Hot hair!

This heat wave has made me to do something I’d rather not have done. I’ve been forced to ditch the wigs much sooner than I’d planned.

Even on the dullest of days when it’s cold outside they are annoying to wear. A wig is like a hat you aren’t able to take off. So this sweltering weather has made it unbearable. Please spare a thought for the far too warm wigged-up women. There are more of us than you realise.

I’ve already managed to cut down on my wig wearing. Candice and Raquel really don’t get out much this days. However I still wear a wig for work and important occasions. That was until last week. It was so hot that I couldn’t bear it any longer. It was making me feel ill so it had to come off.


It’s strange and scary to go without a wig in public. I’m used to having long hair but now it’s incredibly short. Sometimes I forget and have a shock when I look in the mirror. I no longer see the healthy person I used to be.

Considering everything I’ve been through I still find it hard to comprehend why it continues to matter quite so much. After all it’s only hair and I’m not bald anymore. The funny thing is that to the outside world I look well.

But my lack of hair reminds me of the deadly disease that’s in my body, currently, hopefully, still asleep. I didn’t suddenly decide to have a cropped cut. The cancer did that.

I’m trying to make the most of what I’ve got while I’ve still got it. I went to see my lovely hairdresser Angela and she managed to do something with the unruly regrowth. I now have an actual hairstyle and I like it a whole lot more. I’d say that anyone growing their hair back after chemo should get it properly cut sooner rather than later. It was amazing how much better it made me feel.

Even so, I’m not quite ready to put all my wigs away just yet. Besides today there’s going to be torrential rain and I’m going to need a hat…

Chemo #1

I walked into the hospital with a sense of dread. This was my third round of chemo. I wasn’t worried but I just didn’t want to be there. I shouldn’t have to do this again.

There was a big queue to get checked-in. People were crowded around the reception. The hospital reeked of cinnamon, for me this is the sickening smell of chemo. I felt like I was going to collapse from the stress of it all. I wanted to shout, I’m going to faint if I have to stand any longer. Don’t you know I have cancer? But then so did everyone else so I kept quiet.

It was just a small wobble and I had my friend Tamsin with me for support. We drank cappuccinos and talked about happy things, anything other than cancer. Tamsin had brought me some lovely presents including a notebook to write my new List for Living.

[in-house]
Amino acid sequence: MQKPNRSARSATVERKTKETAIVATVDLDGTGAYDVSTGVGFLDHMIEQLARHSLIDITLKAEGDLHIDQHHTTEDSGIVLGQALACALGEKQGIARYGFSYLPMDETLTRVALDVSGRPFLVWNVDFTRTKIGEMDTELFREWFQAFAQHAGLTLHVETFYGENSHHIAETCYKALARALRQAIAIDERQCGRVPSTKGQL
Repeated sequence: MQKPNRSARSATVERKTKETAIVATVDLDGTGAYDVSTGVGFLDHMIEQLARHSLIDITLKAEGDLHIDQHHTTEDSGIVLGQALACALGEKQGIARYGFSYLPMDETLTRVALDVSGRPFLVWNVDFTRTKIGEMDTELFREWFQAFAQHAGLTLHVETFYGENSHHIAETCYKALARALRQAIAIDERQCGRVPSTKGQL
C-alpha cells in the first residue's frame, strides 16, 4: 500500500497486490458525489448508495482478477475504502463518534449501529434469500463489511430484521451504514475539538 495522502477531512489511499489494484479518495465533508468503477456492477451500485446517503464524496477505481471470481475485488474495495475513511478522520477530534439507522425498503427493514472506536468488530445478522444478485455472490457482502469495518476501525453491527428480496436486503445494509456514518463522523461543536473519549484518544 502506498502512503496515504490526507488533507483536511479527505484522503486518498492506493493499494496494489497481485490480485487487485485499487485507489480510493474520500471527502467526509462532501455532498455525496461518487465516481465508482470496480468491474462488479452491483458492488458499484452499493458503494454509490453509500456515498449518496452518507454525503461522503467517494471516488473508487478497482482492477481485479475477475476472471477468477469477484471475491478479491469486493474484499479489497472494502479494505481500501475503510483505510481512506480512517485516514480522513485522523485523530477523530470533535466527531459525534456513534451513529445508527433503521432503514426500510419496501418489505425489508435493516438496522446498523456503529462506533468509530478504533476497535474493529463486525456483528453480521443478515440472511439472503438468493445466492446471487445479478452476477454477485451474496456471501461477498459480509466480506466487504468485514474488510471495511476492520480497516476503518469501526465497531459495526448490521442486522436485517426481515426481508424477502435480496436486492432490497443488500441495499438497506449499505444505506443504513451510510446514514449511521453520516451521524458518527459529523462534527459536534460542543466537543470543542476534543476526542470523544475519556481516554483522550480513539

The staff on the chemo ward were pretty much the same. Last time I was there I had my own hair. Despite wearing my Raquel wig for chemo#1 some of them still recognised me.

“Hey how you doing? You look well,” one of the nurses in a dark blue uniform said to me with a smile. I wanted to reply that I was only visiting, that I’d popped in to say hello.

“I’m back again for more.”

“Oh…..” Her smile disappeared.

Not much had changed at the chemo cocktail bar. The patient patrons were still mostly pensioners but at least there were some new high-tech reclining chairs.

Setting up the medical equipment, my nurse found it hard to get a vein. The chemo is delivered through an IV drip via an orange tube. My veins are rubbish and seem to run away at the sight of a needle. As my arm was gouged by the nurse, I looked away and towards Tamsin. She offered to pinch my other arm to take my mind off it. Now that’s what friends are for!

The chemo is so toxic that a collection of other things are pumped into you first to prepare your body. I was warned that one of them would make me sleepy. It actually made me feel drunk, properly end of the night and need to go home drunk. And I hadn’t even started on the evil chemo cocktail.

I pressed the recline button and settled back into my chair. I couldn’t keep my eyes open any longer.

It was time to visualise James Bond shooting the crap out of my tumour. It seems that I’m not the only one. A woman called Nicky sent me a message to say that when she had chemo she imagined Vera Duckworth from Coronation Street running around her veins killing the cancer with a rolling pin!

I slept almost all the way through the chemo. Now that’s my kind of a cancer kicking work-out.

I was woken by a loud man on the other side of the room who was visiting an older lady. I felt dizzy and disorientated as I came round. I watched the loud man talk to the nurses and other people’s visitors. He alternated between patronising and sleazy. What an idiot. If you’re visiting a cancer ward, then please shhhh, don’t shout. You don’t want to get on the wrong side of someone who’s under the influence.

As soon as the drugs were done, my friend and I made a swift exit.

Like before, I’m recovering at my parents’ house. Last night I slept in my childhood bedroom – the same place that I retreated to after all the previous cancer treatment. It’s very sad to be back in my old bed again because of chemo. But at the same time I have amazing parents who look after me. Not everyone gets that kind of support when they’re ill.

And very importantly I’m lucky to still be alive. I first had the disease when I was in my late twenties, since then I’ve been living under a cancery shadow. There are many times when really it should have killed me. Despite doing this all again I feel so very fortunate. I still have options.